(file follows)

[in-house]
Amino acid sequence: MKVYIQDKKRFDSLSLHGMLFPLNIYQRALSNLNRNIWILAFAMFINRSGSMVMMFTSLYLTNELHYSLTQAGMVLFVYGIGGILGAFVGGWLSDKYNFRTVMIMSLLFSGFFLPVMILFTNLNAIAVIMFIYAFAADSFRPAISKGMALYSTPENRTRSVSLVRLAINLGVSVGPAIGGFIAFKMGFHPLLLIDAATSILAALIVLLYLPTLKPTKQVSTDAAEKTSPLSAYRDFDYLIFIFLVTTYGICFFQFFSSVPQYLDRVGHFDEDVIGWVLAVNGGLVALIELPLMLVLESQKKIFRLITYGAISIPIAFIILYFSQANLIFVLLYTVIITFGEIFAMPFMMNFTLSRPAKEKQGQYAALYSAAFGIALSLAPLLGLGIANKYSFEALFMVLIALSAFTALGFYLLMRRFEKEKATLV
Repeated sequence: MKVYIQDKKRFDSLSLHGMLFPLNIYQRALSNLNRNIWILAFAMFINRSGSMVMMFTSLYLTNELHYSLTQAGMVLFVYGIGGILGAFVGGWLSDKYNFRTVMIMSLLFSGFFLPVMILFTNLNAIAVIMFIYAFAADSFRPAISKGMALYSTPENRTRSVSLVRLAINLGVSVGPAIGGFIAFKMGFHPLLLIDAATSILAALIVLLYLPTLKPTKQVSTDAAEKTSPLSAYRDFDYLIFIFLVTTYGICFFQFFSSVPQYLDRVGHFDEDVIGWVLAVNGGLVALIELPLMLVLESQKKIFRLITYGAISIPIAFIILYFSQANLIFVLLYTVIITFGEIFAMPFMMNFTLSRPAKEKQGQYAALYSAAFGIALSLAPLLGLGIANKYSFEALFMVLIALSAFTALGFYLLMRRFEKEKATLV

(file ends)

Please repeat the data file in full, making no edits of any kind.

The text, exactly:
[in-house]
Amino acid sequence: MKVYIQDKKRFDSLSLHGMLFPLNIYQRALSNLNRNIWILAFAMFINRSGSMVMMFTSLYLTNELHYSLTQAGMVLFVYGIGGILGAFVGGWLSDKYNFRTVMIMSLLFSGFFLPVMILFTNLNAIAVIMFIYAFAADSFRPAISKGMALYSTPENRTRSVSLVRLAINLGVSVGPAIGGFIAFKMGFHPLLLIDAATSILAALIVLLYLPTLKPTKQVSTDAAEKTSPLSAYRDFDYLIFIFLVTTYGICFFQFFSSVPQYLDRVGHFDEDVIGWVLAVNGGLVALIELPLMLVLESQKKIFRLITYGAISIPIAFIILYFSQANLIFVLLYTVIITFGEIFAMPFMMNFTLSRPAKEKQGQYAALYSAAFGIALSLAPLLGLGIANKYSFEALFMVLIALSAFTALGFYLLMRRFEKEKATLV
Repeated sequence: MKVYIQDKKRFDSLSLHGMLFPLNIYQRALSNLNRNIWILAFAMFINRSGSMVMMFTSLYLTNELHYSLTQAGMVLFVYGIGGILGAFVGGWLSDKYNFRTVMIMSLLFSGFFLPVMILFTNLNAIAVIMFIYAFAADSFRPAISKGMALYSTPENRTRSVSLVRLAINLGVSVGPAIGGFIAFKMGFHPLLLIDAATSILAALIVLLYLPTLKPTKQVSTDAAEKTSPLSAYRDFDYLIFIFLVTTYGICFFQFFSSVPQYLDRVGHFDEDVIGWVLAVNGGLVALIELPLMLVLESQKKIFRLITYGAISIPIAFIILYFSQANLIFVLLYTVIITFGEIFAMPFMMNFTLSRPAKEKQGQYAALYSAAFGIALSLAPLLGLGIANKYSFEALFMVLIALSAFTALGFYLLMRRFEKEKATLV